A paper maze housing a book and a film will spring up at the Singapore pavilion at the Venice Biennale this year.
Conceived by artist Shubigi Rao and curated by Ute Meta Bauer, Pulp III: A Short Biography Of The Banished Book marks the mid-point of Rao's 10-year Pulp project - a film, book and visual art exploration of the destruction of books and the book as a site of resistance.
Rao, 46, is the first woman to represent Singapore in a solo exhibition at the prestigious art festival, which runs from April 23 to Nov 27.
The third book in her award-winning Pulp series, titled Pulp Vol. III: A Short Biography Of The Banished Book (2022), was specially written for the exhibition and 5,000 copies will be carried away by biennale visitors into the wider world.
The artist has also shot a film with footage from places such as Singapore and Venice - shining a spotlight on rare libraries, disappearing languages and more.
Rao, who has exhibited at biennales and institutions around the world, is also curating the Kochi-Muziris Biennale, India's biennale of international contemporary art.
In 2020, her second Pulp volume won the Singapore Literature Prize in the English creative non-fiction category.
It is "incredibly meaningful" to be the first woman to have a solo exhibition at the Venice Biennale's Singapore pavilion, said Rao at a press event at Gillman Barracks yesterday.
"It's doubly meaningful because women have traditionally been written out of history. It's very easy to think of this as a project where libraries are celebrated.
"I don't actually celebrate libraries, because libraries are also places of exclusion. If a story is not published, heard, archived or retained, it's like it didn't exist at all."
The installation was designed in collaboration with Laura Miotto, an architect by training and an associate professor at Nanyang Technological University (NTU)'s School of Art, Design and Media. It features "walls" of paper suspended from the ceiling beams and makes the architecture of a book tangible to visitors.
"The audience comes in and it's almost like walking into a book," says Bauer, 63, the founding director of the NTU Centre for Contemporary Art Singapore.
In this "paper-less" age, it draws people's attention to "this precious thing we call paper", she says.
The paper maze will create an atmosphere in which visitors can take their time to watch the film, browse through the book and contemplate.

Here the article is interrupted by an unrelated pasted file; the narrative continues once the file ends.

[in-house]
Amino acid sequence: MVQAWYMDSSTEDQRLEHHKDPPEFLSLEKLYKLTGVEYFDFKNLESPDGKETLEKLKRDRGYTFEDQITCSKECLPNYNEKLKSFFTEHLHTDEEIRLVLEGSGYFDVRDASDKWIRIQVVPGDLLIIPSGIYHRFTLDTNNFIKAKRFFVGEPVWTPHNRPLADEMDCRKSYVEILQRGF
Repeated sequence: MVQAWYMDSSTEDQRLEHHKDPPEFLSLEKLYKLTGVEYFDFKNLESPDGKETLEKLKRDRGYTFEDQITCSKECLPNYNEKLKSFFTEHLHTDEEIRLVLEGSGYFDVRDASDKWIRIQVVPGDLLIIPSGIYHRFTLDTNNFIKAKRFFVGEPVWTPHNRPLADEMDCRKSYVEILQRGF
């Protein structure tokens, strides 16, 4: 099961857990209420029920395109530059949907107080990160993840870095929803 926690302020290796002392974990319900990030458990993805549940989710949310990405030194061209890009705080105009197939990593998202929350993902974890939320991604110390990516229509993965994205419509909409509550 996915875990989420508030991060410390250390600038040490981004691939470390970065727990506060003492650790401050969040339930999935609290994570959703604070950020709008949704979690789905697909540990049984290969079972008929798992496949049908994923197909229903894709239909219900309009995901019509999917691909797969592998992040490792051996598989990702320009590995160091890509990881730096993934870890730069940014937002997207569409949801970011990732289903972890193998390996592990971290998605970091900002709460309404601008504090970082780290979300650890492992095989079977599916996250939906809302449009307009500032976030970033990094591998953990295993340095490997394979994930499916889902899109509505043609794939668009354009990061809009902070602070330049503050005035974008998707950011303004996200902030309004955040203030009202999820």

Rao tends to research and travel alone, carrying all her film equipment on her back and turning to Google Translate to bridge the language gap when she is on the road.
"I get to spend time alone with people. I would find ways to communicate with people, and they would open up to me and tell stories - in some cases, stories that they hadn't shared with anyone else."
She adds in a statement that the Pulp project's stories point to different forms of courage - in action, speech, documenting and sharing.
"These stories embody the most powerful conviction of value beyond narrow tribalism and pecuniary pettifoggery. And every story here speaks also of the millions still unheard and unrecorded.
"There is redemption in the courage of others, of those who make, write and save, and so this presentation is an acknowledgement of all the people and texts that shape while they inform, that force us to defend or relinquish positions, or envelop, enclose and enlighten us."
Bauer says in a statement: "At a time when the world is experiencing great loss - not just in terms of the human lives lost to the pandemic, but also the forms and ways of life lost to the climate crisis - the exhibition at the pavilion fosters an appreciation for what it means to persist, to productively and meaningfully live together."
This year's biennale, also known as the 59th International Art Exhibition, is the 10th time Singapore is taking part under the auspices of the National Arts Council.
A return show will be held in Singapore next year.